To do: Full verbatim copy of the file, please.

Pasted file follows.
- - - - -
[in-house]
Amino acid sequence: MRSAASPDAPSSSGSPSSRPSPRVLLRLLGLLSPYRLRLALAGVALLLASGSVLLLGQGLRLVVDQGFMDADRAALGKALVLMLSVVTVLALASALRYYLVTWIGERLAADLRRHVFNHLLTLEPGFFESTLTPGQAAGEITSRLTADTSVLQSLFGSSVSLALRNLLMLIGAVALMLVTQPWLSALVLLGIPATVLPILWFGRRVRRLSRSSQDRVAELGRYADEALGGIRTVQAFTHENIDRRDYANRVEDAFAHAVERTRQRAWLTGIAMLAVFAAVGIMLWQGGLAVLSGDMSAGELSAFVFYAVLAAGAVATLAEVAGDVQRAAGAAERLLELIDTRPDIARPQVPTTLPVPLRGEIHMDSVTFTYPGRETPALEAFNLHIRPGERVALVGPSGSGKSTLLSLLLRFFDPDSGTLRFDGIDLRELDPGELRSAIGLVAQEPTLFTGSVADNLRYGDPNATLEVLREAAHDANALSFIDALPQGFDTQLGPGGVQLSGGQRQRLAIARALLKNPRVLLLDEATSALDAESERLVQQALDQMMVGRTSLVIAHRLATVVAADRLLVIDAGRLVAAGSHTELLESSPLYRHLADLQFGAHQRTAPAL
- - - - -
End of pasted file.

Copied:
[in-house]
Amino acid sequence: MRSAASPDAPSSSGSPSSRPSPRVLLRLLGLLSPYRLRLALAGVALLLASGSVLLLGQGLRLVVDQGFMDADRAALGKALVLMLSVVTVLALASALRYYLVTWIGERLAADLRRHVFNHLLTLEPGFFESTLTPGQAAGEITSRLTADTSVLQSLFGSSVSLALRNLLMLIGAVALMLVTQPWLSALVLLGIPATVLPILWFGRRVRRLSRSSQDRVAELGRYADEALGGIRTVQAFTHENIDRRDYANRVEDAFAHAVERTRQRAWLTGIAMLAVFAAVGIMLWQGGLAVLSGDMSAGELSAFVFYAVLAAGAVATLAEVAGDVQRAAGAAERLLELIDTRPDIARPQVPTTLPVPLRGEIHMDSVTFTYPGRETPALEAFNLHIRPGERVALVGPSGSGKSTLLSLLLRFFDPDSGTLRFDGIDLRELDPGELRSAIGLVAQEPTLFTGSVADNLRYGDPNATLEVLREAAHDANALSFIDALPQGFDTQLGPGGVQLSGGQRQRLAIARALLKNPRVLLLDEATSALDAESERLVQQALDQMMVGRTSLVIAHRLATVVAADRLLVIDAGRLVAAGSHTELLESSPLYRHLADLQFGAHQRTAPAL